War. Love. Friendship. Parenthood. Childhood. Marriage. Change. War.
So beautifully written.
I loved it.
Aug 13, 2011 rated it really liked it
Recommends it for: Historical fiction fans, romance readers
Recommended to Yasmin by: Beverly Jackson
Some scattered thoughts regarding this book:

I really enjoyed this book...more than I thought I would. It was sort of bumpy in the beginning but as the story progressed I began to really enjoy it. Babe, Millie and Grace had been childhood friends since kindergarten. When we catch up with them they are young adults, newlyweds during WWII. As the war progresses the nation changes with it by allowing black men to serve in the war (albeit racism abound) and women to work outside of the home since so
Jill Meyer
Nov 07, 2016 rated it it was amazing
Ellen Feldman's new novel, "Next to Love", is a nuanced look at "The Greatest Generation" and the "Boomers" who followed. Set in WW2 and the couple decades after in a smallish Massachusetts town outside Boston, Feldman introduces three women - life-long friends - who marry and pursue different paths in the post-war society. Their husbands - those who return from the war - adjust to post-war life in much the same way as the three women do. Marriages, deaths, births, and other life milestones - of ...more
Received this book from the publisher via in order to provide the critique that follows in addition to participating in an on-line book club.

“War…next to love, has most captured the world’s imagination” – Eric Partridge, 1914 (believe he is a famous lexicographer and author who served in the Australian Imperial Force during WWI). This quote begins Ellen Feldman’s book about WWII’s effect on the family members and community stateside. A refreshing take from the abundance of WWII er
Sep 19, 2011 rated it really liked it

I got teary before the end of the Prologue! This book moved me, entertained me, and took me someplace new.

It's no secret that I am a huge fan of novels set in the 1940s, so I have quite a few books of this era on my bookshelf. In company with The Book Thief, Sarah's Key and A Fierce Radiance, it's not often that a book impresses or surprises me. NEXT TO LOVE made me see this era in a whole new way.

Babe, Millie, and Grace, the narrators of this story, were changed by the war and its aftermath.
Jun 13, 2014 rated it liked it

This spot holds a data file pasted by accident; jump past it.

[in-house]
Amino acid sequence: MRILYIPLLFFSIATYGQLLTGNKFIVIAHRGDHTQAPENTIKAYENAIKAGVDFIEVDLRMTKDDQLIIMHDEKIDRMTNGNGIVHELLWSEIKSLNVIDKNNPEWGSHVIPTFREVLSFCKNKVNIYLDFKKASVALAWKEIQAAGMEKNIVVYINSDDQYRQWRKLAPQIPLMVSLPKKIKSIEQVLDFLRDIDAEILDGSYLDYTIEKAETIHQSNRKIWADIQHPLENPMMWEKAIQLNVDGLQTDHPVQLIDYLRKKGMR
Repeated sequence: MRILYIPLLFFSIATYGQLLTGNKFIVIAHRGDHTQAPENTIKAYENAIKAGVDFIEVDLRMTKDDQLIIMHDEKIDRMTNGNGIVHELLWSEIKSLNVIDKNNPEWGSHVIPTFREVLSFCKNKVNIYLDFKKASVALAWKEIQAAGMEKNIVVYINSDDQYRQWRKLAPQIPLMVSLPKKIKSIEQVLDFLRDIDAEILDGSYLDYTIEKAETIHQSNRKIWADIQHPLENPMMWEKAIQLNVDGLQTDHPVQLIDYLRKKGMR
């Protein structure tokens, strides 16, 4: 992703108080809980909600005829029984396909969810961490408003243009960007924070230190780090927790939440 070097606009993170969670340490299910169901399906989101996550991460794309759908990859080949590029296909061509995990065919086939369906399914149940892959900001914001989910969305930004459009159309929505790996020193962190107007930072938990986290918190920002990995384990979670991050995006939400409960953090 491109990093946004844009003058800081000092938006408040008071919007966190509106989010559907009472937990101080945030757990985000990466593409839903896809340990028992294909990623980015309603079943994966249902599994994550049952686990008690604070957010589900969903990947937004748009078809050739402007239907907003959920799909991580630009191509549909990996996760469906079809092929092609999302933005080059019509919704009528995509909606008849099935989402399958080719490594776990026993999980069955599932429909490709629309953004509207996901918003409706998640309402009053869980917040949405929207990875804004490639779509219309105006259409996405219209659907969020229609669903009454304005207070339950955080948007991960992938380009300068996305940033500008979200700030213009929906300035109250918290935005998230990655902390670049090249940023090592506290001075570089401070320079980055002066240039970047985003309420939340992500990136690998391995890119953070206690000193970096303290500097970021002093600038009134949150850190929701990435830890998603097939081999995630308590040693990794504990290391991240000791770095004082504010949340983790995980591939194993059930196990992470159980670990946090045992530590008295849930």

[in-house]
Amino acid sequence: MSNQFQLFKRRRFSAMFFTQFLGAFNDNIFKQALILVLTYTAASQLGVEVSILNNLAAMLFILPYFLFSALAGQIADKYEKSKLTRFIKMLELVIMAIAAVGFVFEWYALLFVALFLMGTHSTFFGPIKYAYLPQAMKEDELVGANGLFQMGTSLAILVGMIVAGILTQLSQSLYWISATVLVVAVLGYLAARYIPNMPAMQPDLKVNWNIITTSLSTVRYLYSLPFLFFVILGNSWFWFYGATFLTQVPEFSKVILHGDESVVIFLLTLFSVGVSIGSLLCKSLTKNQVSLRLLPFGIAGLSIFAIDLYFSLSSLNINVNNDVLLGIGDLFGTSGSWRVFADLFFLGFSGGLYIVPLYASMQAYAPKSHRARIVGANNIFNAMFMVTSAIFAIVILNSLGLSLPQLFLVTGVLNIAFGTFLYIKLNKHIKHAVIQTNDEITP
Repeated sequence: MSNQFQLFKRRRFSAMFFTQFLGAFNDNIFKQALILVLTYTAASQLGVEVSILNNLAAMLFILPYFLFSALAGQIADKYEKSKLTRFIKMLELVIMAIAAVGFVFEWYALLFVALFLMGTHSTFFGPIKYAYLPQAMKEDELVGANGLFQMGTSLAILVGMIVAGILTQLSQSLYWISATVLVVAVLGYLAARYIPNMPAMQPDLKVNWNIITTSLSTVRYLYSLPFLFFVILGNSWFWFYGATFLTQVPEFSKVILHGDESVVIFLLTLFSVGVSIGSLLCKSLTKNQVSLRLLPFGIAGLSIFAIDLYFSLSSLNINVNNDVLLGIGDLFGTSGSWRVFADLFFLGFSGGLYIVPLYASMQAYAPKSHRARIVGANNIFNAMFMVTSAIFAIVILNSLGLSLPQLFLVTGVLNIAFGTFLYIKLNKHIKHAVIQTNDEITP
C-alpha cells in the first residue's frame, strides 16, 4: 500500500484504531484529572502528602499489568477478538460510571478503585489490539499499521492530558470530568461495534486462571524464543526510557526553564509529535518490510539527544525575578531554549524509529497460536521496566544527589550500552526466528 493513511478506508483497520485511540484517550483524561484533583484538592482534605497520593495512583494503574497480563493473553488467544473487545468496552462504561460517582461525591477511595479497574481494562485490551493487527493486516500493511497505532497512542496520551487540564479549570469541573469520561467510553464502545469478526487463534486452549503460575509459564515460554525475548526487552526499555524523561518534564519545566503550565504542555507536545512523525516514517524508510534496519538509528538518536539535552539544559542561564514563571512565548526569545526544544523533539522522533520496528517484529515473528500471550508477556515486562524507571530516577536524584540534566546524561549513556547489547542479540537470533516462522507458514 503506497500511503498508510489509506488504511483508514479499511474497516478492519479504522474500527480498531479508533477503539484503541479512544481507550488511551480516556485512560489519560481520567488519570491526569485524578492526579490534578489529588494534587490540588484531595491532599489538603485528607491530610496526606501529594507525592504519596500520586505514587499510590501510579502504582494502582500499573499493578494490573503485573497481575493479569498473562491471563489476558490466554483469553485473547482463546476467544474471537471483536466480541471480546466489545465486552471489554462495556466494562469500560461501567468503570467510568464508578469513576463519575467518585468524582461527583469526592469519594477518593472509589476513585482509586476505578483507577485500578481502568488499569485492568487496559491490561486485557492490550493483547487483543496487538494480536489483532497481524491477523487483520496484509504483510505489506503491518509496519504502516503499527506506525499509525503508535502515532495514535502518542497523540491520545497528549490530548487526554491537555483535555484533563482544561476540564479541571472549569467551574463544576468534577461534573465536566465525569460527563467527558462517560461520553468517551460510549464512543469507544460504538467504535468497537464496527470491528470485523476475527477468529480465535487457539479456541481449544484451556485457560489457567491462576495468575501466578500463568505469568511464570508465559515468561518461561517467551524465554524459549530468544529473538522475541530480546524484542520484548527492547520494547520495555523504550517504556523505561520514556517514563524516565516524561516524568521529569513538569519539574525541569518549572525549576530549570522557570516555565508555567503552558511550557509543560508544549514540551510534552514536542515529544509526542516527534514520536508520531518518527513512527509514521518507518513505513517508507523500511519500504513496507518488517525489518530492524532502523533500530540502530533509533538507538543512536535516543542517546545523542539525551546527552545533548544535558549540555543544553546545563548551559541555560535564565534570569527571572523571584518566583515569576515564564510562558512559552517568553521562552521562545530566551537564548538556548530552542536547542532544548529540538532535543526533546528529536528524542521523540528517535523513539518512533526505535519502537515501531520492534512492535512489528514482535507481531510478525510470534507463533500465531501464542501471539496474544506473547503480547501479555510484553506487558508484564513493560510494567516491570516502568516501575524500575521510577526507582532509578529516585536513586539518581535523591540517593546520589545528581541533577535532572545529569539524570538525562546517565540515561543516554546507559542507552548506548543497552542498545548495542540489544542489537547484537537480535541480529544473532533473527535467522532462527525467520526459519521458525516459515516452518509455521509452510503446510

So many books set during World War II seem to romanticize the whole time period, so it was refreshing to read a book that portrays both the period, the events of the time and their affect on the people living through those events with something resembling historical accuracy.

The story follows the lives of three high school friends, Babe, Grace and Millie through the war and the twenty years following it. Grace is from the upper crust of their small Massachusetts town and marries the son of one o
Audra (Unabridged Chick)
 The title, which I initially found odd (I was reminded a bit of the cheesy Ewan MacGregor flick Down with Love), is from a marvelous quote which encapsulates one of the themes of the novel: " to love, has most captured the world's imagination." (Eric Partridge, 1914).

Spanning 1941 through 1964, this engrossing book follows three women from a small Massachusetts town: Babe, Grace, and Millie.  Much of the novel is about the impact of World War II on their lives in this town -- the ones
May 22, 2012 rated it liked it  ·  review of another edition
I read this because it was recommended based off of The Guernsey Literary and Potato Peel Pie Society, which I LOVED! Next to Love was not near as endearing and the characters were not as engaging either. With Potato Peel I wanted to visit those characters, join their book club, and share a pot of tea!
However I did like reading about this time period. This book follows three friends from the start of WWII to the 60's. Everything from that time period I have read has been in Europe. I liked read
Feb 17, 2012 rated it really liked it  ·  review of another edition
This was a joy to read. It is about three friends who are married to soldiers in World War Two. You get to know the women before their husbands leave to fight overseas, and you learn of how everything changes during the war. Most of the story is once the war ends and the women and their families have to pick up the pieces. Unless one has gone through this situation in real life, it is impossible to grasp how life altering being in combat is for the former soldier, as well as the spouses. This bo ...more
Dec 05, 2011 rated it really liked it